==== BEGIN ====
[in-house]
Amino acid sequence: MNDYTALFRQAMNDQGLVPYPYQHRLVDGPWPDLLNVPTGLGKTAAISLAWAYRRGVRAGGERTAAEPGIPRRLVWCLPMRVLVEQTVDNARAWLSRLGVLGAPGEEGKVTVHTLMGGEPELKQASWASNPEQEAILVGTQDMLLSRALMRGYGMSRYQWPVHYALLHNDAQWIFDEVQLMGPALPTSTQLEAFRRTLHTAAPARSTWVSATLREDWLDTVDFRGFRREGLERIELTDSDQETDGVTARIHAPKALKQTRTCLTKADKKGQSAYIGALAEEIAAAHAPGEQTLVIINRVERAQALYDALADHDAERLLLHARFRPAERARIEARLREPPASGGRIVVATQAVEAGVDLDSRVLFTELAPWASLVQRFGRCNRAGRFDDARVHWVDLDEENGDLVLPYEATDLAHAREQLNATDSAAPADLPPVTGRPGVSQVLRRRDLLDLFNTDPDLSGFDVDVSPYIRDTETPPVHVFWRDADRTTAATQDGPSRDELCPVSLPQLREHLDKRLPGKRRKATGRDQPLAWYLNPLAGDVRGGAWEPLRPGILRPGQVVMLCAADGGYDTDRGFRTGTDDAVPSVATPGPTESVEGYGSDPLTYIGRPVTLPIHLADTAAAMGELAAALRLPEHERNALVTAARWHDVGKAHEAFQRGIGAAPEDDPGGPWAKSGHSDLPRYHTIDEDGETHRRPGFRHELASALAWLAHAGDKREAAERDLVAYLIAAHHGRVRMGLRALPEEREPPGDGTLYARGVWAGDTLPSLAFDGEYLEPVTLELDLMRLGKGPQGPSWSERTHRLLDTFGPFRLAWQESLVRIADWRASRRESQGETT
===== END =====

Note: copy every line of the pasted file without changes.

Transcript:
[in-house]
Amino acid sequence: MNDYTALFRQAMNDQGLVPYPYQHRLVDGPWPDLLNVPTGLGKTAAISLAWAYRRGVRAGGERTAAEPGIPRRLVWCLPMRVLVEQTVDNARAWLSRLGVLGAPGEEGKVTVHTLMGGEPELKQASWASNPEQEAILVGTQDMLLSRALMRGYGMSRYQWPVHYALLHNDAQWIFDEVQLMGPALPTSTQLEAFRRTLHTAAPARSTWVSATLREDWLDTVDFRGFRREGLERIELTDSDQETDGVTARIHAPKALKQTRTCLTKADKKGQSAYIGALAEEIAAAHAPGEQTLVIINRVERAQALYDALADHDAERLLLHARFRPAERARIEARLREPPASGGRIVVATQAVEAGVDLDSRVLFTELAPWASLVQRFGRCNRAGRFDDARVHWVDLDEENGDLVLPYEATDLAHAREQLNATDSAAPADLPPVTGRPGVSQVLRRRDLLDLFNTDPDLSGFDVDVSPYIRDTETPPVHVFWRDADRTTAATQDGPSRDELCPVSLPQLREHLDKRLPGKRRKATGRDQPLAWYLNPLAGDVRGGAWEPLRPGILRPGQVVMLCAADGGYDTDRGFRTGTDDAVPSVATPGPTESVEGYGSDPLTYIGRPVTLPIHLADTAAAMGELAAALRLPEHERNALVTAARWHDVGKAHEAFQRGIGAAPEDDPGGPWAKSGHSDLPRYHTIDEDGETHRRPGFRHELASALAWLAHAGDKREAAERDLVAYLIAAHHGRVRMGLRALPEEREPPGDGTLYARGVWAGDTLPSLAFDGEYLEPVTLELDLMRLGKGPQGPSWSERTHRLLDTFGPFRLAWQESLVRIADWRASRRESQGETT